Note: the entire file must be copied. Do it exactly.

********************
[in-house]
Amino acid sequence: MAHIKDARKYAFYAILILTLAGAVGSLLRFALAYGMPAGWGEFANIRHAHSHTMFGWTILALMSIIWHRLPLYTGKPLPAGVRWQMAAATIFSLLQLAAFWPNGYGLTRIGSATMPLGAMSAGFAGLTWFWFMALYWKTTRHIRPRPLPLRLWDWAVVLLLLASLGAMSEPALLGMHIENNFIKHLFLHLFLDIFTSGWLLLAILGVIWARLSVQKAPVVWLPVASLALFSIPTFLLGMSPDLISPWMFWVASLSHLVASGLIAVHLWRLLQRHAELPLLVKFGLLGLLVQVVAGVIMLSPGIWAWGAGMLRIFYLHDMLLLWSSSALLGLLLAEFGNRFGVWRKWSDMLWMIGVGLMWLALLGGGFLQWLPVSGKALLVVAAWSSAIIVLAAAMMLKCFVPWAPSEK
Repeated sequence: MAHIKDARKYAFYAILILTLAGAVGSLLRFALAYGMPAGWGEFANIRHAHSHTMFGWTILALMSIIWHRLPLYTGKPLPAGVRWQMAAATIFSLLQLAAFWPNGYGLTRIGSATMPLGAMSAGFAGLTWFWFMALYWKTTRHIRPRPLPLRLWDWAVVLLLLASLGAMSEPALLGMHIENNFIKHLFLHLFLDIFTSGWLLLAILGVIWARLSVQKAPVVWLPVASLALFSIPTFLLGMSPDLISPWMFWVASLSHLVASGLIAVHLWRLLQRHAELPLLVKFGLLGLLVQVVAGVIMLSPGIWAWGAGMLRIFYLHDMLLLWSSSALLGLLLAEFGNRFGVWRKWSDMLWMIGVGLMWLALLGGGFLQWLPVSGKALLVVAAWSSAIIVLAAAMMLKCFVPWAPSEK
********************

[in-house]
Amino acid sequence: MAHIKDARKYAFYAILILTLAGAVGSLLRFALAYGMPAGWGEFANIRHAHSHTMFGWTILALMSIIWHRLPLYTGKPLPAGVRWQMAAATIFSLLQLAAFWPNGYGLTRIGSATMPLGAMSAGFAGLTWFWFMALYWKTTRHIRPRPLPLRLWDWAVVLLLLASLGAMSEPALLGMHIENNFIKHLFLHLFLDIFTSGWLLLAILGVIWARLSVQKAPVVWLPVASLALFSIPTFLLGMSPDLISPWMFWVASLSHLVASGLIAVHLWRLLQRHAELPLLVKFGLLGLLVQVVAGVIMLSPGIWAWGAGMLRIFYLHDMLLLWSSSALLGLLLAEFGNRFGVWRKWSDMLWMIGVGLMWLALLGGGFLQWLPVSGKALLVVAAWSSAIIVLAAAMMLKCFVPWAPSEK
Repeated sequence: MAHIKDARKYAFYAILILTLAGAVGSLLRFALAYGMPAGWGEFANIRHAHSHTMFGWTILALMSIIWHRLPLYTGKPLPAGVRWQMAAATIFSLLQLAAFWPNGYGLTRIGSATMPLGAMSAGFAGLTWFWFMALYWKTTRHIRPRPLPLRLWDWAVVLLLLASLGAMSEPALLGMHIENNFIKHLFLHLFLDIFTSGWLLLAILGVIWARLSVQKAPVVWLPVASLALFSIPTFLLGMSPDLISPWMFWVASLSHLVASGLIAVHLWRLLQRHAELPLLVKFGLLGLLVQVVAGVIMLSPGIWAWGAGMLRIFYLHDMLLLWSSSALLGLLLAEFGNRFGVWRKWSDMLWMIGVGLMWLALLGGGFLQWLPVSGKALLVVAAWSSAIIVLAAAMMLKCFVPWAPSEK